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Transparency Promise Broken on First Bill Signed
Posted By Conn Carroll On January 29, 2009 @ 2:11 pm In Rule of Law | 20 Comments
In a blog post  announcing the President’s signing of the Lilly Ledbetter Fair Pay Act, the first piece of legislation he has signed, we are informed that the bill has been posted on the White House web site and is now open for comment… after the President signed it.
For quite some time President Obama has promised that all non-emergency legislation will be open for public comment on Whitehouse.gov for 5 days before the President signs it. I am not sure what constitutes “emergency” legislation; providing emergency appropriations in response to a disaster or attack would apply. This was supposed to be a major element to the President’s transparency efforts, even though the effect of it can be disputed  (the bill has already passed and can’t be changed). A blog post from the White House on January 20th  say this:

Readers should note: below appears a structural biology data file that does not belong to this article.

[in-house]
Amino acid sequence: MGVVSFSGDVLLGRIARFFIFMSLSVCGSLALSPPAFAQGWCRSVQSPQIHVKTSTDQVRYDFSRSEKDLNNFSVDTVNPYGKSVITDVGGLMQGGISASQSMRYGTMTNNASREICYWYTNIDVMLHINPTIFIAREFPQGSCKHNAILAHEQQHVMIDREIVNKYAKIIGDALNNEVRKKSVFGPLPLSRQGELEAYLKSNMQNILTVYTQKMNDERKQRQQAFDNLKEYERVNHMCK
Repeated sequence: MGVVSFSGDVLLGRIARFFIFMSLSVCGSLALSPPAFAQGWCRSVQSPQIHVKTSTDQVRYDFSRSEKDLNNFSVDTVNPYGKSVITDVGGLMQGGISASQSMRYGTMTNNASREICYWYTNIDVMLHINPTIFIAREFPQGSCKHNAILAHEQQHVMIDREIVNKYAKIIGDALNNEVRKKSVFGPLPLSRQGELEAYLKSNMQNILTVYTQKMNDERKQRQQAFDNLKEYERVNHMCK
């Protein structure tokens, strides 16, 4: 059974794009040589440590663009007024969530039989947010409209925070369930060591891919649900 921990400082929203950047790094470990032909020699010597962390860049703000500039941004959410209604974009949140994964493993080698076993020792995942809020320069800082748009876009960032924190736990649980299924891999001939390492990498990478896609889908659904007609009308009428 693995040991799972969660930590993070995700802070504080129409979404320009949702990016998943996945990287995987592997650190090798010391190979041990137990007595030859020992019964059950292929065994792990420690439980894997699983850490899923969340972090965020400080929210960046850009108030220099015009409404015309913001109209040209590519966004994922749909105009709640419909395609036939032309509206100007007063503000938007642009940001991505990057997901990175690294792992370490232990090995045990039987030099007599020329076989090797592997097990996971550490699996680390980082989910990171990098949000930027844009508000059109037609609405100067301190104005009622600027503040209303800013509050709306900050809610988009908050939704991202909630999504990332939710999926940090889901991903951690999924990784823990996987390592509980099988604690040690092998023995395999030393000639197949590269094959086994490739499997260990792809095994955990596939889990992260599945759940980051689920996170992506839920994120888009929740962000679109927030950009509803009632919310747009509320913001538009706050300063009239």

One significant addition to WhiteHouse.gov reflects a campaign promise from the President: we will publish all non-emergency legislation to the website for five days, and allow the public to review and comment before the President signs it.
It is too bad they let this transparency promise slip on the very first piece of legislation that hit the President’s desk. After a few transparency wins for the administration, it looks like they’ve hit their first fail.
Article printed from The Foundry: Conservative Policy News Blog from The Heritage Foundation: http://blog.heritage.org
URL to article: http://blog.heritage.org/2009/01/29/transparency-promise-broken-on-first-bill-signed/
URLs in this post:
 Sunlight Foundation: http://blog.sunlightfoundation.com/2009/01/29/white-house-breaks-transparency-promise/
 blog post: http://www.whitehouse.gov/briefing_room/LillyLedbetterFairPayActPublicReview/
 can be disputed: http://www.fas.org/blog/secrecy/2009/01/light_of_day.html
 blog post from the White House on January 20th: http://www.whitehouse.gov/blog/change_has_come_to_whitehouse-gov/
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